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Must Read: Tom Ford to Replace Diane Von Furstenberg as Chairman of the CFDA, Burberry Aims to Eliminate Plastic by 2025

Plus, what will Louis Vuitton do about Virgil Abloh's Michael Jackson-inspired collection?
Photo: Dia Dipasupil/Getty Images

Photo: Dia Dipasupil/Getty Images

These are the stories making headlines in fashion on Thursday.

Tom Ford to replace Diane von Furstenberg as chairman of the CFDA 
According to sources, Diane von Furstenberg is planning to step down from her role as chairman of the CFDA. Tom Ford is reportedly waiting in the wings, and his appointment could happen as early as Tuesday, when the association's board meets to vote on his nomination. Ford would be the 11th person to hold the position. {WWD

Burberry wants to eliminate plastic by 2025
Last year, Burberry came under fire for literally burning unsold products. This year, the luxury brand is taking steps to become more environmentally responsible. Burberry said that by 2025 all of its plastic packaging will either be reusable, recyclable or compostable. What's more, the label plans to replace all current hangers, shrouds and poly bags with an eco-friendly option by the end of the year. It will also launch a hanger take-back program that will recycle and reuse retail hangers. {WWD

What will Louis Vuitton do about Virgil Abloh's Michael Jackson-inspired collection? 
Virgil Abloh's sophomore collection for Louis Vuitton men's came at a bad time. The line was a tribute to Michael Jackson, a figure who is once again being called into question with a new documentary reminding the world of exactly what the pop icon has been accused. With this renewed conversation has come a collective Jackson boycott, with radio stations and sports teams refusing to play his music. So will Louis Vuitton preemptively pull products that are visibly Jackson-derived from its Fall 2019 line? Or will it remain silent and risk tarnishing its reputation? {Business of Fashion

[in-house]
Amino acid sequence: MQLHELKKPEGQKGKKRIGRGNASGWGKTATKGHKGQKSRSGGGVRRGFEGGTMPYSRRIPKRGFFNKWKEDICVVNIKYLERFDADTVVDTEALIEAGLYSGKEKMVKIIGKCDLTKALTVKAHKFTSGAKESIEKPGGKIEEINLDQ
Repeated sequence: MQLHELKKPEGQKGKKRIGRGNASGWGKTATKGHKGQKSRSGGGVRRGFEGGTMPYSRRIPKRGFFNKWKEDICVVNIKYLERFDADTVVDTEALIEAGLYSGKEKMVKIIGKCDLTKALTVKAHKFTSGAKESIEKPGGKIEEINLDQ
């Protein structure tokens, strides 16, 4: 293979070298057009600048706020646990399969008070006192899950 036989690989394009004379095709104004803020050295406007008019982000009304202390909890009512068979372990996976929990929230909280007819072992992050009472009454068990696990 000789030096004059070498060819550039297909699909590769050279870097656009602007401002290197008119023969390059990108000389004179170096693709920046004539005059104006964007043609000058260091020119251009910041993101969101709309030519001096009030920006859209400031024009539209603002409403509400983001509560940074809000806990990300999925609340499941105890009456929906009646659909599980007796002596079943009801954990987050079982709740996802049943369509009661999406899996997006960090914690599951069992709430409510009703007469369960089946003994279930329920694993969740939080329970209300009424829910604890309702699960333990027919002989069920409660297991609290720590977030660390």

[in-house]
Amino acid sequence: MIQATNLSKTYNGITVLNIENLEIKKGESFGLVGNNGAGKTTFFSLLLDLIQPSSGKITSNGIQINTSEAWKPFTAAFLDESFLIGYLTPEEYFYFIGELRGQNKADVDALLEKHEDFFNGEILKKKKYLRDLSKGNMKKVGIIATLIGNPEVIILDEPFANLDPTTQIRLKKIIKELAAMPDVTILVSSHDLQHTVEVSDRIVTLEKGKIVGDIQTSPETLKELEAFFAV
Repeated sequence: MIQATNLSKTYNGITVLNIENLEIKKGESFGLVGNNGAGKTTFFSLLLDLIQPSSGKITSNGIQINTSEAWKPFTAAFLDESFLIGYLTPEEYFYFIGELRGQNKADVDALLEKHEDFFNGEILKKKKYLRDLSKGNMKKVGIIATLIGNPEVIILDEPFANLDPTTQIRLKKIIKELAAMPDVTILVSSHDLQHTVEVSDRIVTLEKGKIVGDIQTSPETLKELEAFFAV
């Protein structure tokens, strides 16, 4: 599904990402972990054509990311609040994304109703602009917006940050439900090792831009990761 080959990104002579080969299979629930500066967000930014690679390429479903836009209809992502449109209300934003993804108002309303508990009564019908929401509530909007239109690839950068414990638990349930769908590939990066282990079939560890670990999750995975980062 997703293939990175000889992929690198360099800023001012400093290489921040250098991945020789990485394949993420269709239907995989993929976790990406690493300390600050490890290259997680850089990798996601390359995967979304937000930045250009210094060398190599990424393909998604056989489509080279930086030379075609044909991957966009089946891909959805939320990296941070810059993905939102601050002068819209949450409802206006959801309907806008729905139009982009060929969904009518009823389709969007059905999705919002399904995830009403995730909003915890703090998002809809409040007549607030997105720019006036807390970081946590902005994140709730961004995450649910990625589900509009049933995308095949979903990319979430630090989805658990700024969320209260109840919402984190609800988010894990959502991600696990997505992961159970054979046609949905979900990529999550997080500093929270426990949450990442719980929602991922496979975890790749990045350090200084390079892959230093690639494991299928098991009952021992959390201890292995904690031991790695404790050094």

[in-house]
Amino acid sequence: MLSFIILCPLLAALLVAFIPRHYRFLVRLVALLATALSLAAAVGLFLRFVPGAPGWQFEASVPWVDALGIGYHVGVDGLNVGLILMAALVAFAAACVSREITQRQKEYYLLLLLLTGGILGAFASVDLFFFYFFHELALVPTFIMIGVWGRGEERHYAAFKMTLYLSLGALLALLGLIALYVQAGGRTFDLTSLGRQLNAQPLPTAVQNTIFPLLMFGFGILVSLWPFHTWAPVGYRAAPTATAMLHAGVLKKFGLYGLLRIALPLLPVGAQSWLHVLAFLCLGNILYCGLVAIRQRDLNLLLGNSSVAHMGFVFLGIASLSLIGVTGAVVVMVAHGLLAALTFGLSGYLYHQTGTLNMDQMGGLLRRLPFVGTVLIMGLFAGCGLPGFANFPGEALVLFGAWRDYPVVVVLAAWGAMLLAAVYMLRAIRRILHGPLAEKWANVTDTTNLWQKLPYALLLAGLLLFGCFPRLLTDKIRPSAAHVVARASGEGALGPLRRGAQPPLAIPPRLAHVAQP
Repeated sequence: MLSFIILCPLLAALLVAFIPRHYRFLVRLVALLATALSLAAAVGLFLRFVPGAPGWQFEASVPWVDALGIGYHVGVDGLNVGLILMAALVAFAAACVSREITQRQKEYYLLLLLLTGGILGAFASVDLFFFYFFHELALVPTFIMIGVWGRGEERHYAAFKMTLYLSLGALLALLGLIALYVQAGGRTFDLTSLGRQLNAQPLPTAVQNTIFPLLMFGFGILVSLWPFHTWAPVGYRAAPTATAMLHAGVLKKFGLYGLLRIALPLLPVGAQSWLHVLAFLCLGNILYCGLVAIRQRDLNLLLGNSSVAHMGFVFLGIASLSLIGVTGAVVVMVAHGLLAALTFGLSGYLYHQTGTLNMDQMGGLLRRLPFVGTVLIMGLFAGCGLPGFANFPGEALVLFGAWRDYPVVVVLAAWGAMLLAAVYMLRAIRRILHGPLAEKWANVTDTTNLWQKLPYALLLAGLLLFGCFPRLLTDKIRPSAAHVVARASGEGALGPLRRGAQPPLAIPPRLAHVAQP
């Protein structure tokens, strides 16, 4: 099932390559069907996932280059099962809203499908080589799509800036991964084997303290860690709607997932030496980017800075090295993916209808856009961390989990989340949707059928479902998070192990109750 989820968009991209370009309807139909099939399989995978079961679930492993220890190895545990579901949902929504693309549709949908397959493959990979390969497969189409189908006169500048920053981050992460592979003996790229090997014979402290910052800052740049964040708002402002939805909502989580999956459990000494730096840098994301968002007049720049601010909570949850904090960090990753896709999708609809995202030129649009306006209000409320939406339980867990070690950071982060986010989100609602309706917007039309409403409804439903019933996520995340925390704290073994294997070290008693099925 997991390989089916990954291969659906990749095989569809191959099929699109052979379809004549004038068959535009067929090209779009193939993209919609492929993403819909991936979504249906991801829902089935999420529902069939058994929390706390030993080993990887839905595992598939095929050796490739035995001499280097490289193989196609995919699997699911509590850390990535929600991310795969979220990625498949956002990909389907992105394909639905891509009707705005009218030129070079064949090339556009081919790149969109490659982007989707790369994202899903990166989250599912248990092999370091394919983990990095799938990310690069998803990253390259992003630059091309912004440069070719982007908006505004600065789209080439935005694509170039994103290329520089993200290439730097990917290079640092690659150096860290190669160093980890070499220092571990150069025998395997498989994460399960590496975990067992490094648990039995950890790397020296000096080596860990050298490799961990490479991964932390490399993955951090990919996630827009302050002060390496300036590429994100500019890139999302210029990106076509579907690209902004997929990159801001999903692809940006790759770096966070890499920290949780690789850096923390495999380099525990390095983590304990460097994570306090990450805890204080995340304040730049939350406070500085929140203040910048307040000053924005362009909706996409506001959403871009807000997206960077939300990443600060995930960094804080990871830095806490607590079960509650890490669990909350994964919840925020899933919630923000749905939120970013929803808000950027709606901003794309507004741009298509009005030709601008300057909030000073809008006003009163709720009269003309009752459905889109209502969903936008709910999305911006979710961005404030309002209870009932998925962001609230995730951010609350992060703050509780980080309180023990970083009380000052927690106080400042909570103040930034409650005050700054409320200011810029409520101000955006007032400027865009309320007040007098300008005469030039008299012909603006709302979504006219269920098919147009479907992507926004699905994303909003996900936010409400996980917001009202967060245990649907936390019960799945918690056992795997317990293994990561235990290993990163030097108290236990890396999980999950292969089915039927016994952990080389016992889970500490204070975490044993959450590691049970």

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Will success spoil Diet Prada?
Diet Prada has reached the level of success to where it now has imitators of its own. But some say the pressure of constantly putting out content has caused the watchdog account to make quick accusations that aren't fact-checked or even worth a call-out. It's also been criticized for playing favorites and giving different treatments to brands for the same crime. {The New York Times

Julie de Libran is leaving Sonia Rykiel 
Creative director Julie de Libran has left Sonia Rykiel after five years with the brand. Her departure comes amid steadily declining sales — one source estimated that revenues are down to between 20 million euros and 30 million euros per year. On Thursday, a spokesman for the French fashion house said that the label is looking for an investor to "increase its development." {WWD

How urban millennials came to love Uniqlo 
Uniqlo has a relatively small presence in the U.S., but its basics have become a cornerstone of the contemporary wardrobe for urban millennials. That's partly due to cost and quality, but it also owes to changes to American society: "Millennial shoppers entered a job market with fewer jobs, while carrying more student debt, which limited how much money many of them could spend on clothes," writes Gillian B. White for The Atlantic. "They also entered a workforce that was more amenable than ever to casual attire." {The Atlantic

Why brands keep making offensive designs
Hiring more people of color will not prevent brands like Gucci and Prada from letting potentially offensive ideas come to fruition, argues one executive: "Too often, companies make a hire or a handful of hires and stop there, not acknowledging what challenges might develop for the employee, and not considering what's necessary to help someone actually feel included," said Angela Roseboro, the former chief of diversity, equity and inclusion at Dropbox. "When you hire someone who represents a minority group within the company, leaders and managers need to make a point of checking in often, standing by the person so they feel supported, and acting on any problematic issues immediately, without letting 'processes' stand in the way." {Quartz

Why brands are choosing to build loyal bases over large followings 
You can't always judge the success of a brand by its number of followers on Instagram: Some labels would rather have a small social media audience that's closely and intimately engaged, rather than a large audience made up of people who are only casually affiliated with the brand. Plus, building a loyal base is valuable for analytics, because the data gathered a highly engaged, tight-knit community can influence future product design and strategy. {Glossy

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